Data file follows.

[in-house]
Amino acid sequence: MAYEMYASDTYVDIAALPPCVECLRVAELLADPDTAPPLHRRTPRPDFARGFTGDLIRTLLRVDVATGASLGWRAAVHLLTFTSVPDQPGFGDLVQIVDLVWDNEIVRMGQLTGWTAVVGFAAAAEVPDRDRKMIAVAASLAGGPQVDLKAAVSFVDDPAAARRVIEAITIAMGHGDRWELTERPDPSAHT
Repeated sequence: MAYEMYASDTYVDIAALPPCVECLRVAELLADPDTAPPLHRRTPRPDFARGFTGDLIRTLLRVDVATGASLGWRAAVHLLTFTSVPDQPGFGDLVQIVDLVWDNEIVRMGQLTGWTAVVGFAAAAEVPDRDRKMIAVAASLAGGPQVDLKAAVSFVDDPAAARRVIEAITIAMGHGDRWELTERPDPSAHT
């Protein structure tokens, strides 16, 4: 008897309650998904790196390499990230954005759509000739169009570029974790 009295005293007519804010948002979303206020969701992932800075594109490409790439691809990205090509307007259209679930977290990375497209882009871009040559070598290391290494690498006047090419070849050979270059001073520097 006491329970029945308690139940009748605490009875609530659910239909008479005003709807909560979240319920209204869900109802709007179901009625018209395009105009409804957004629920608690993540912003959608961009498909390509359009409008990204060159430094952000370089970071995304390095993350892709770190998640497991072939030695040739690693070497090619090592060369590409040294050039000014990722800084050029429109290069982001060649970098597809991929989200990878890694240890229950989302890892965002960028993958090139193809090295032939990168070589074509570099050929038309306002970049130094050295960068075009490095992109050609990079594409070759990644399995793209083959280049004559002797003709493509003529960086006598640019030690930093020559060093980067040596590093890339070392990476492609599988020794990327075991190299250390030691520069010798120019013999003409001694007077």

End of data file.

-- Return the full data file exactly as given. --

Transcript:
[in-house]
Amino acid sequence: MAYEMYASDTYVDIAALPPCVECLRVAELLADPDTAPPLHRRTPRPDFARGFTGDLIRTLLRVDVATGASLGWRAAVHLLTFTSVPDQPGFGDLVQIVDLVWDNEIVRMGQLTGWTAVVGFAAAAEVPDRDRKMIAVAASLAGGPQVDLKAAVSFVDDPAAARRVIEAITIAMGHGDRWELTERPDPSAHT
Repeated sequence: MAYEMYASDTYVDIAALPPCVECLRVAELLADPDTAPPLHRRTPRPDFARGFTGDLIRTLLRVDVATGASLGWRAAVHLLTFTSVPDQPGFGDLVQIVDLVWDNEIVRMGQLTGWTAVVGFAAAAEVPDRDRKMIAVAASLAGGPQVDLKAAVSFVDDPAAARRVIEAITIAMGHGDRWELTERPDPSAHT
């Protein structure tokens, strides 16, 4: 008897309650998904790196390499990230954005759509000739169009570029974790 009295005293007519804010948002979303206020969701992932800075594109490409790439691809990205090509307007259209679930977290990375497209882009871009040559070598290391290494690498006047090419070849050979270059001073520097 006491329970029945308690139940009748605490009875609530659910239909008479005003709807909560979240319920209204869900109802709007179901009625018209395009105009409804957004629920608690993540912003959608961009498909390509359009409008990204060159430094952000370089970071995304390095993350892709770190998640497991072939030695040739690693070497090619090592060369590409040294050039000014990722800084050029429109290069982001060649970098597809991929989200990878890694240890229950989302890892965002960028993958090139193809090295032939990168070589074509570099050929038309306002970049130094050295960068075009490095992109050609990079594409070759990644399995793209083959280049004559002797003709493509003529960086006598640019030690930093020559060093980067040596590093890339070392990476492609599988020794990327075991190299250390030691520069010798120019013999003409001694007077």